The failure of the imposing movement for democracy and citizenship that began with the revolution in January 2011 leaves Egypt disillusioned by the return to the old, ultra-nationalist and securitarian practices of a state brought to its knees by Islamist violence. Will the new power and the Muslim and Christian institutions have the lucidity and ability to exorcise their communities’ old demons and give the people reasons to hope before too long?
One never ceases to be astonished by the huge discrepancy between one assessment of the number of Copts in Egypt and another: the figures range from 5.7% of the overall population (and therefore a little less than 5 million people), according to the official census taken in 1996, to the 15% or even 20% sometimes claimed by ecclesial sources.1 The uncertainty about the actual number of Egyptian Christians adds to the malaise that the debate about national identity fuels amongst them. An overestimate of the Coptic population often goes hand in hand with a sort of ethno-nationalism that rejects the “Arabness” of the Egyptian Christians, the latter being considered more authentically “Egyptian” than the country’s Muslims. In reality, the issue of the Coptic population’s weight would be less thorny if citizenship were defined in terms of rights and duties. In this extremely delicate moment of political and social transition while the debate about Egypt’s identity is raging, however, the question of numbers becomes vital. In any case, the Copts are unquestionably the most substantial Christian community in the Arab world today. Less hit by the emigration phenomenon2 than the other Christians in the Near East (at least until recently), the Copts constitute Christianity’s most vital force and a presence that is decisive for its survival in the region that saw its birth.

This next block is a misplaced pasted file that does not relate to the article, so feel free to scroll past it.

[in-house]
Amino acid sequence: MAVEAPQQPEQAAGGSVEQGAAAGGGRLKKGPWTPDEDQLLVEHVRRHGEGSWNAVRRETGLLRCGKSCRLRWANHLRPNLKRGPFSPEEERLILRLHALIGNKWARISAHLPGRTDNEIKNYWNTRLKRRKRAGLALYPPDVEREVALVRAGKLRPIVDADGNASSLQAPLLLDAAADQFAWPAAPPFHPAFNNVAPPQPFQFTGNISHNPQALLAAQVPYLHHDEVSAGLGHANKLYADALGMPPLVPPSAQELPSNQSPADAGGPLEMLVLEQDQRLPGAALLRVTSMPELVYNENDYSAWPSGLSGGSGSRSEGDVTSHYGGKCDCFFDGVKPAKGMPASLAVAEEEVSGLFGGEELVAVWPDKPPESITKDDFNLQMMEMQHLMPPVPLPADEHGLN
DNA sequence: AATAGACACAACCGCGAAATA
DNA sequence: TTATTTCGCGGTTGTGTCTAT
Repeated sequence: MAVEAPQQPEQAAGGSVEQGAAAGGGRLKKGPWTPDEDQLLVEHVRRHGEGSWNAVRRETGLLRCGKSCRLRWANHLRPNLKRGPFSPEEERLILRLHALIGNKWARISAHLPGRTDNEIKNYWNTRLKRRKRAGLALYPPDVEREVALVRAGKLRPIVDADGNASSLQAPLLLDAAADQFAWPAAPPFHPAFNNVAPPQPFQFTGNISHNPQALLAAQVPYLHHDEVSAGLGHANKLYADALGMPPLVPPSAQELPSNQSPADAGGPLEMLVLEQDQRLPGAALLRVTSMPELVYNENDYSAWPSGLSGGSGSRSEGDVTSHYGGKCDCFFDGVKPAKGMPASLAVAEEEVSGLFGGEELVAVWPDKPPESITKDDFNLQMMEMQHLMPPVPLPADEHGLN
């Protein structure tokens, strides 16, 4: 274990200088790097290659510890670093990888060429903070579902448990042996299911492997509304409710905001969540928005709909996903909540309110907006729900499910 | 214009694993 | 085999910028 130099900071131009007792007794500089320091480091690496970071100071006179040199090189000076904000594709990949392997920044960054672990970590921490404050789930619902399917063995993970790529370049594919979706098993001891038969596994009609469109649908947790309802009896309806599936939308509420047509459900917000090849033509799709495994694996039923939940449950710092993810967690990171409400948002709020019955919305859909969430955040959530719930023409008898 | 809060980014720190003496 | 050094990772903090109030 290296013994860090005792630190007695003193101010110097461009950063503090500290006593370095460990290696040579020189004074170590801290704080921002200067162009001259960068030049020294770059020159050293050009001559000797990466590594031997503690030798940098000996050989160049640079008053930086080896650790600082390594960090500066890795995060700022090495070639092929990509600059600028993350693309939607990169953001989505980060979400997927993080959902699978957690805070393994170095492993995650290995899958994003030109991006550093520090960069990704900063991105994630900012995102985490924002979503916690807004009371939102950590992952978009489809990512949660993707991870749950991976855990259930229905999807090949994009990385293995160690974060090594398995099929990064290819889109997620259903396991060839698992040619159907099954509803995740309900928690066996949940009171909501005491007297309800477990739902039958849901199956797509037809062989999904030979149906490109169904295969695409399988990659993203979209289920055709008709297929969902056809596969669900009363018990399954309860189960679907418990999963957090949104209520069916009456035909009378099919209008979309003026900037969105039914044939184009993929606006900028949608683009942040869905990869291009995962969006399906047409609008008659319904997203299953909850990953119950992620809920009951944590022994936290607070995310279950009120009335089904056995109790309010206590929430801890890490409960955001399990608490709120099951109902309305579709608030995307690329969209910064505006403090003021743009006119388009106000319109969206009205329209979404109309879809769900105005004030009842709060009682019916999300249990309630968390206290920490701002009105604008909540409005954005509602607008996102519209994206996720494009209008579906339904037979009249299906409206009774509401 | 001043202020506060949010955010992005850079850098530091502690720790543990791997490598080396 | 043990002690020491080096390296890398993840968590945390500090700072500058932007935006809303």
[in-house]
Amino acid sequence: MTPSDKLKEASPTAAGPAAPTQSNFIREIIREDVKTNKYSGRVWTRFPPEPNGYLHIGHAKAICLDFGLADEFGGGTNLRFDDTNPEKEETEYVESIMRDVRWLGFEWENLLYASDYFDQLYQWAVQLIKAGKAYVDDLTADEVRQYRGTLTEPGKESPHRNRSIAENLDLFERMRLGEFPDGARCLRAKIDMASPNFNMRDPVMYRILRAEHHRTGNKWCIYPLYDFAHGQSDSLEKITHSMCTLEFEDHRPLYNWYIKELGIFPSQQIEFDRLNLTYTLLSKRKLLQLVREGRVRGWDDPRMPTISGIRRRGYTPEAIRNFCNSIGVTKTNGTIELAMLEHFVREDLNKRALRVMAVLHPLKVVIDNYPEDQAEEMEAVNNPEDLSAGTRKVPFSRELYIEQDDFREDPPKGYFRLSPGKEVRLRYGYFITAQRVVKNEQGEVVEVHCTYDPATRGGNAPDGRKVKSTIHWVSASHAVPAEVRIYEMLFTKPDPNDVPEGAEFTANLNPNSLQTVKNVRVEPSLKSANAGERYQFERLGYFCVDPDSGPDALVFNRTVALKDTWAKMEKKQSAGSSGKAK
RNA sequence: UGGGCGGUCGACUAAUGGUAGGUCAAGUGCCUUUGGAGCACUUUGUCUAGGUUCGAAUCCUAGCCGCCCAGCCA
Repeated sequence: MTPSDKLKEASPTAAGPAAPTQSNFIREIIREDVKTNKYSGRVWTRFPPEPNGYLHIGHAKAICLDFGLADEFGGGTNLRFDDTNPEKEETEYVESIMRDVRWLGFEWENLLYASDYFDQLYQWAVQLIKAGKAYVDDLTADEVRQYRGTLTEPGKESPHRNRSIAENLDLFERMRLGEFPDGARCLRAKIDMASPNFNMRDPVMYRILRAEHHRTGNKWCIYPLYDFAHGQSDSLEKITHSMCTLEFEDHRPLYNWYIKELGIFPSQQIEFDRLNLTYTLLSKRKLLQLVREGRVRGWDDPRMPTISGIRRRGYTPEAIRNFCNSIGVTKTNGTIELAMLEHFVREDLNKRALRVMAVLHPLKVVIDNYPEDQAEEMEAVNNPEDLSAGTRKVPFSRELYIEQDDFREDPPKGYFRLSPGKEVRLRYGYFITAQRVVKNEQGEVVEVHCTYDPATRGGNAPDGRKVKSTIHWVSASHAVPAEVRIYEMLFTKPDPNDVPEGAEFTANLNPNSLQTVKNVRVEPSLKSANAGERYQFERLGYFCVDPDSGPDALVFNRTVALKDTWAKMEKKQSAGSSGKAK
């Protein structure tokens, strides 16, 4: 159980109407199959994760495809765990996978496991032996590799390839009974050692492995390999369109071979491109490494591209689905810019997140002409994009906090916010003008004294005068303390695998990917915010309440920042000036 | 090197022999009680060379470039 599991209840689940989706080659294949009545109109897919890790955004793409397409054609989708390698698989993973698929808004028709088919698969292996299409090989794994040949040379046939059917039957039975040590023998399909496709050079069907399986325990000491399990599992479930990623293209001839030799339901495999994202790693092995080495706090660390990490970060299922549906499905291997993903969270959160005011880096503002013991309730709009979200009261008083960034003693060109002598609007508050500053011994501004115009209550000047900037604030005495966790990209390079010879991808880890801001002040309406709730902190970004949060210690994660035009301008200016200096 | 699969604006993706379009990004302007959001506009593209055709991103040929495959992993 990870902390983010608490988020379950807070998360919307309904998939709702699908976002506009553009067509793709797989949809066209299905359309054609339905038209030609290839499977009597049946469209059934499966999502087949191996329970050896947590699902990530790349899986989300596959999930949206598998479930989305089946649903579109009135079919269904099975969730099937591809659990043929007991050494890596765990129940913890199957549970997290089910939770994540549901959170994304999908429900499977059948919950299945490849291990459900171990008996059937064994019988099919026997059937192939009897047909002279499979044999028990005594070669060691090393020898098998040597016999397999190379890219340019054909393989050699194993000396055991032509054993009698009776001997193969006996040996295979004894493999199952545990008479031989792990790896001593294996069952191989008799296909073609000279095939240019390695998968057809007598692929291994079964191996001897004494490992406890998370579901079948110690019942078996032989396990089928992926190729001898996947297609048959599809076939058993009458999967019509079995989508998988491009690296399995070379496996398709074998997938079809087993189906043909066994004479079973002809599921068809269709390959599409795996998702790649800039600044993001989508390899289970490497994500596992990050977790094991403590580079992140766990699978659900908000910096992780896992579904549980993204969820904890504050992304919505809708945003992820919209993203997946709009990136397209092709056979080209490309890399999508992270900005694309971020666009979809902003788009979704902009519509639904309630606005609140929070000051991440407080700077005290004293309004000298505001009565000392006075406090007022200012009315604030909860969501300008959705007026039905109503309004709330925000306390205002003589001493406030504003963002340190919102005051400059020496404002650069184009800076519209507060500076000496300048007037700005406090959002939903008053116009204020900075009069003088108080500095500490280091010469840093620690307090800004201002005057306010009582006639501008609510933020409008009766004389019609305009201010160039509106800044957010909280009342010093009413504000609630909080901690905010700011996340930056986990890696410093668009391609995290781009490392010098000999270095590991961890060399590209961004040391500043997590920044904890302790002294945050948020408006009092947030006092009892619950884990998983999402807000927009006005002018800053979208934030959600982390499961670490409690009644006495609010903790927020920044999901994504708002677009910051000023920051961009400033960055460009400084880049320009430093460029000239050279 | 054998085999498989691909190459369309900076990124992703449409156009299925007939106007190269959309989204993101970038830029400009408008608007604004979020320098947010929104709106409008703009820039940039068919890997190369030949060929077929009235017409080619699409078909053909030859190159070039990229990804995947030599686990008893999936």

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1See the excellently documented article by Cornelis Hulsman, “Discrepancies between Coptic Statistics in the Egyptian Census and Estimates Provided by the Coptic Orthodox Church,” Mélanges de l’Institut Dominicain d’Études Orientales, 29 (2012), pp. 419-482, which concludes that the official censuses are generally credible, despite a small margin of error caused by the odd tension or manipulation of data.
2The number of Copts in the diaspora is difficult to evaluate. The most common estimates put the figure at somewhere around one million, but some propose far greater numbers. Not without reason, this diaspora has often been accused of aggravating, from the outside, the community rift between the Muslims and Copts who have remained in Egypt.
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